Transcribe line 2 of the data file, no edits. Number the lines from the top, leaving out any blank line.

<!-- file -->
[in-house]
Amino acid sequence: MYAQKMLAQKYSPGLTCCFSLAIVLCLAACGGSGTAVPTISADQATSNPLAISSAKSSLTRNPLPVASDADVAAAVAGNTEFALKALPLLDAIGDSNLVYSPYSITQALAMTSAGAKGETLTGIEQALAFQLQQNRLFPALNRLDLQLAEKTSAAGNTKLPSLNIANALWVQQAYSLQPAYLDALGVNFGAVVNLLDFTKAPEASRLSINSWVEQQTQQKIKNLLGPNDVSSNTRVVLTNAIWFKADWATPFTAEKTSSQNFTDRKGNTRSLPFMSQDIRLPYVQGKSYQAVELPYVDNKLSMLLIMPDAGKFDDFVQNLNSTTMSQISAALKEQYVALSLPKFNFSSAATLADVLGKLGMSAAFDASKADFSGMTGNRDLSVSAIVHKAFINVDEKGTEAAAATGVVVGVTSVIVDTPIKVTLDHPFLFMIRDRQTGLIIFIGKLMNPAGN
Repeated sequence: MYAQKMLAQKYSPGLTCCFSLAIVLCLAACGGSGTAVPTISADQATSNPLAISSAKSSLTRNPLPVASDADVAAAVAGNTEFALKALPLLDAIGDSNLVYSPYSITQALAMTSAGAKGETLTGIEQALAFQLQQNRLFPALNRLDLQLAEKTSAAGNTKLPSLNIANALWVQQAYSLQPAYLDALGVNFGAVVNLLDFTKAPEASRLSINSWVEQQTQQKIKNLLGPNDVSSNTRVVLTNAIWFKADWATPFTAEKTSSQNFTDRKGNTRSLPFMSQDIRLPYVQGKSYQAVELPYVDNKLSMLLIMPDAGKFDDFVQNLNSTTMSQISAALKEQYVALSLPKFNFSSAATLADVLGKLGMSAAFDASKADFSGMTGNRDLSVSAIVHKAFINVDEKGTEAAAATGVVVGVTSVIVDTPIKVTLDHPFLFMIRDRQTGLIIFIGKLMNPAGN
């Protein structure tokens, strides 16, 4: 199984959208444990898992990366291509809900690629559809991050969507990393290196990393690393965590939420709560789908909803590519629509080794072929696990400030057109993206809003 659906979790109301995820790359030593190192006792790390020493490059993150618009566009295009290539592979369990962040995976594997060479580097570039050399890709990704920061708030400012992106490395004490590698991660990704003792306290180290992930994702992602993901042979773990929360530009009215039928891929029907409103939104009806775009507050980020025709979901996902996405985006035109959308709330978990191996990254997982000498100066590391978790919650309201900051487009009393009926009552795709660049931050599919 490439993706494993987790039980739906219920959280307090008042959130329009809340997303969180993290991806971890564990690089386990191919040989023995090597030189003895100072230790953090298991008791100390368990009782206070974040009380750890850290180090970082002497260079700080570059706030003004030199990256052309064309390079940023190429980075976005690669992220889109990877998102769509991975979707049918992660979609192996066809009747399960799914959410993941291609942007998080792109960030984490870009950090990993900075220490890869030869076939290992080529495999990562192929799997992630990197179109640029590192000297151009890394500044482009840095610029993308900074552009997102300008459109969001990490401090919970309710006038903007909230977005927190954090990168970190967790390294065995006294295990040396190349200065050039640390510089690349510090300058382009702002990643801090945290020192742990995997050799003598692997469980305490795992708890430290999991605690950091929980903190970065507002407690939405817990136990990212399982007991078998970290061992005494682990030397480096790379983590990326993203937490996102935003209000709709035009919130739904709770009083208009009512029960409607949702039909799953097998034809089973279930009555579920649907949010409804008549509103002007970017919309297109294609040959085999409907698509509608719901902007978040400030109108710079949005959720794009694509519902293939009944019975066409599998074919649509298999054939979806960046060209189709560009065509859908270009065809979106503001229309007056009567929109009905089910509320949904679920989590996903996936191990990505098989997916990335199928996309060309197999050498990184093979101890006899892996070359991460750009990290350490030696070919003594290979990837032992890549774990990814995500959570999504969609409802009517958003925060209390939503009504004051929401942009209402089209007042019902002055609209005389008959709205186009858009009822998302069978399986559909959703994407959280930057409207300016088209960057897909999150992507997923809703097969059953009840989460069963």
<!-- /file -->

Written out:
Amino acid sequence: MYAQKMLAQKYSPGLTCCFSLAIVLCLAACGGSGTAVPTISADQATSNPLAISSAKSSLTRNPLPVASDADVAAAVAGNTEFALKALPLLDAIGDSNLVYSPYSITQALAMTSAGAKGETLTGIEQALAFQLQQNRLFPALNRLDLQLAEKTSAAGNTKLPSLNIANALWVQQAYSLQPAYLDALGVNFGAVVNLLDFTKAPEASRLSINSWVEQQTQQKIKNLLGPNDVSSNTRVVLTNAIWFKADWATPFTAEKTSSQNFTDRKGNTRSLPFMSQDIRLPYVQGKSYQAVELPYVDNKLSMLLIMPDAGKFDDFVQNLNSTTMSQISAALKEQYVALSLPKFNFSSAATLADVLGKLGMSAAFDASKADFSGMTGNRDLSVSAIVHKAFINVDEKGTEAAAATGVVVGVTSVIVDTPIKVTLDHPFLFMIRDRQTGLIIFIGKLMNPAGN